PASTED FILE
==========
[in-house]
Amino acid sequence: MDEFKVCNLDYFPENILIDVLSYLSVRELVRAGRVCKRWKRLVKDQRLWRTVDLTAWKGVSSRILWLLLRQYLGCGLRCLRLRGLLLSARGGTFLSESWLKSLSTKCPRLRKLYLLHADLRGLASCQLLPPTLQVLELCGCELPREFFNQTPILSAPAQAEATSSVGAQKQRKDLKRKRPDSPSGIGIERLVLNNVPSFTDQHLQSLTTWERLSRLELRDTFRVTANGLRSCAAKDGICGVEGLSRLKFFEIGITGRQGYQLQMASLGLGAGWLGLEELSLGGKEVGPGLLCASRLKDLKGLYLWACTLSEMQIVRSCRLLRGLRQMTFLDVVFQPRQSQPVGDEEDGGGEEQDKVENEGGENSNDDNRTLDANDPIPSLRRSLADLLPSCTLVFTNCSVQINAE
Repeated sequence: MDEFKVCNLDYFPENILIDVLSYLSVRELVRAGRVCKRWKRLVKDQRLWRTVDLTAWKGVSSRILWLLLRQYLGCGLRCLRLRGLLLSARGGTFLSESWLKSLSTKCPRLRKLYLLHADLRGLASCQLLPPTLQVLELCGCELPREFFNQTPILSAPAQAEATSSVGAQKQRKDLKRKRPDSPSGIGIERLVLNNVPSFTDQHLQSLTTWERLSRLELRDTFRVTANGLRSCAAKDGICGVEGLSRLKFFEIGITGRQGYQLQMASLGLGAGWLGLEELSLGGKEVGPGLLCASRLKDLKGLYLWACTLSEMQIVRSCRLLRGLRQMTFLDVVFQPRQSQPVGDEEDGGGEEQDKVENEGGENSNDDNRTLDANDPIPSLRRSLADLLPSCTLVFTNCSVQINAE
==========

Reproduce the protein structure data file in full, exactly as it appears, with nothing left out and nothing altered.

[in-house]
Amino acid sequence: MDEFKVCNLDYFPENILIDVLSYLSVRELVRAGRVCKRWKRLVKDQRLWRTVDLTAWKGVSSRILWLLLRQYLGCGLRCLRLRGLLLSARGGTFLSESWLKSLSTKCPRLRKLYLLHADLRGLASCQLLPPTLQVLELCGCELPREFFNQTPILSAPAQAEATSSVGAQKQRKDLKRKRPDSPSGIGIERLVLNNVPSFTDQHLQSLTTWERLSRLELRDTFRVTANGLRSCAAKDGICGVEGLSRLKFFEIGITGRQGYQLQMASLGLGAGWLGLEELSLGGKEVGPGLLCASRLKDLKGLYLWACTLSEMQIVRSCRLLRGLRQMTFLDVVFQPRQSQPVGDEEDGGGEEQDKVENEGGENSNDDNRTLDANDPIPSLRRSLADLLPSCTLVFTNCSVQINAE
Repeated sequence: MDEFKVCNLDYFPENILIDVLSYLSVRELVRAGRVCKRWKRLVKDQRLWRTVDLTAWKGVSSRILWLLLRQYLGCGLRCLRLRGLLLSARGGTFLSESWLKSLSTKCPRLRKLYLLHADLRGLASCQLLPPTLQVLELCGCELPREFFNQTPILSAPAQAEATSSVGAQKQRKDLKRKRPDSPSGIGIERLVLNNVPSFTDQHLQSLTTWERLSRLELRDTFRVTANGLRSCAAKDGICGVEGLSRLKFFEIGITGRQGYQLQMASLGLGAGWLGLEELSLGGKEVGPGLLCASRLKDLKGLYLWACTLSEMQIVRSCRLLRGLRQMTFLDVVFQPRQSQPVGDEEDGGGEEQDKVENEGGENSNDDNRTLDANDPIPSLRRSLADLLPSCTLVFTNCSVQINAE